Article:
Tuesday, December 20, 2011

So THAT'S where the rocks for Stonehenge came from 5,000 years ago

For centuries, scientists and historians have argued over why Stonehenge was built and, even more puzzlingly, how.

They are now closer to cracking one aspect of the mystery after working out the exact spot where some of the rocks came from.

The 5,000-year-old circle of stones – thought at various times to have been a temple of healing, a calendar, or even a royal cemetery – have been traced to an outcrop 150 miles away in north Pembrokeshire.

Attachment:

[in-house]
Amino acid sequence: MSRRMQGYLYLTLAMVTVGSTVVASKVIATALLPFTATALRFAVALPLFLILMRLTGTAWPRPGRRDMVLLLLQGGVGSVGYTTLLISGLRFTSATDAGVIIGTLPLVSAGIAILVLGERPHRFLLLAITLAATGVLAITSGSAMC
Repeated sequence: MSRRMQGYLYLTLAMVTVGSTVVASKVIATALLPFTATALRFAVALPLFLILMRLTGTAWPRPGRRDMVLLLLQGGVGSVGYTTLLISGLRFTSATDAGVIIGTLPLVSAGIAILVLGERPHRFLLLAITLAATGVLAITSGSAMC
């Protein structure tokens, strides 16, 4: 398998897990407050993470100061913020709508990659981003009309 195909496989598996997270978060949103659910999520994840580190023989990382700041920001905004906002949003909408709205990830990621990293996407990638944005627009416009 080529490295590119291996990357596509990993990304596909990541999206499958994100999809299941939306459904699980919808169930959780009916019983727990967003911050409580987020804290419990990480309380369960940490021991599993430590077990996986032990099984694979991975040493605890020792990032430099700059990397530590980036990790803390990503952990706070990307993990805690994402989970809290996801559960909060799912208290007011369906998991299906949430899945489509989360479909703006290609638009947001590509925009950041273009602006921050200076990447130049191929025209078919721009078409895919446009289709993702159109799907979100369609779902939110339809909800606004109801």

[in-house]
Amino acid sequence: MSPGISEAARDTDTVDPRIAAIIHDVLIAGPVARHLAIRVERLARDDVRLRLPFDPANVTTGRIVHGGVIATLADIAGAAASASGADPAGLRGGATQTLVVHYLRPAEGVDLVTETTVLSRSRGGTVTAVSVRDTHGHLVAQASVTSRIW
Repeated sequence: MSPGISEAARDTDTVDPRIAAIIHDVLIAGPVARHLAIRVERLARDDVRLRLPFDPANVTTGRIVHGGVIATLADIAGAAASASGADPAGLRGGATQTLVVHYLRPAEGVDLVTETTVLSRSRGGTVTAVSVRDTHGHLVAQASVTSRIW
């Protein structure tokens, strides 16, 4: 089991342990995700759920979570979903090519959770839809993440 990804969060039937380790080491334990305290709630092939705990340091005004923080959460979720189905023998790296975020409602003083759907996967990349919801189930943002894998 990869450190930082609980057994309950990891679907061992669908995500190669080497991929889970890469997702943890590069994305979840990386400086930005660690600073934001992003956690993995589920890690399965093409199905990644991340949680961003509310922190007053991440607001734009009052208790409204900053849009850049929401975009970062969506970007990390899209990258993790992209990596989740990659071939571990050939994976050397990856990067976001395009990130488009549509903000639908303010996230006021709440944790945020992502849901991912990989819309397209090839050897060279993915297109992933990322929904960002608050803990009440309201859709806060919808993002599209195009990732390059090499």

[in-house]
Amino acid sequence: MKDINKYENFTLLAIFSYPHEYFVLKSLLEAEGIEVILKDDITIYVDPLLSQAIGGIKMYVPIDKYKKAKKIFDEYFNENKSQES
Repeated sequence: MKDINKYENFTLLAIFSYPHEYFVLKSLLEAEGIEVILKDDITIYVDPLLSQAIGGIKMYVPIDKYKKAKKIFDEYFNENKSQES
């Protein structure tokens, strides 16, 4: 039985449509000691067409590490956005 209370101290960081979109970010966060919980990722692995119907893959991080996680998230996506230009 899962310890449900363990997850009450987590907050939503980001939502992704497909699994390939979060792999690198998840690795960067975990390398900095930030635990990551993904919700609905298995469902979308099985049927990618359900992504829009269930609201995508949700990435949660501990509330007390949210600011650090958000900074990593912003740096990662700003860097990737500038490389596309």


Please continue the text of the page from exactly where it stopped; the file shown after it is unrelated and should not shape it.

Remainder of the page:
Dr Richard Bevins of the National Museum of Wales and Dr Robert Ixer at Leicester University narrowed down the source of the rocks, – called rhyolites – to the 70m-long (0.04 miles) area called Craig Rhos-y-Felin after testing thousands of samples and finding a match.

He said the breakthrough would help experts work out how they were moved to the site in Wiltshire, which attracts more than a million tourists a year. Read More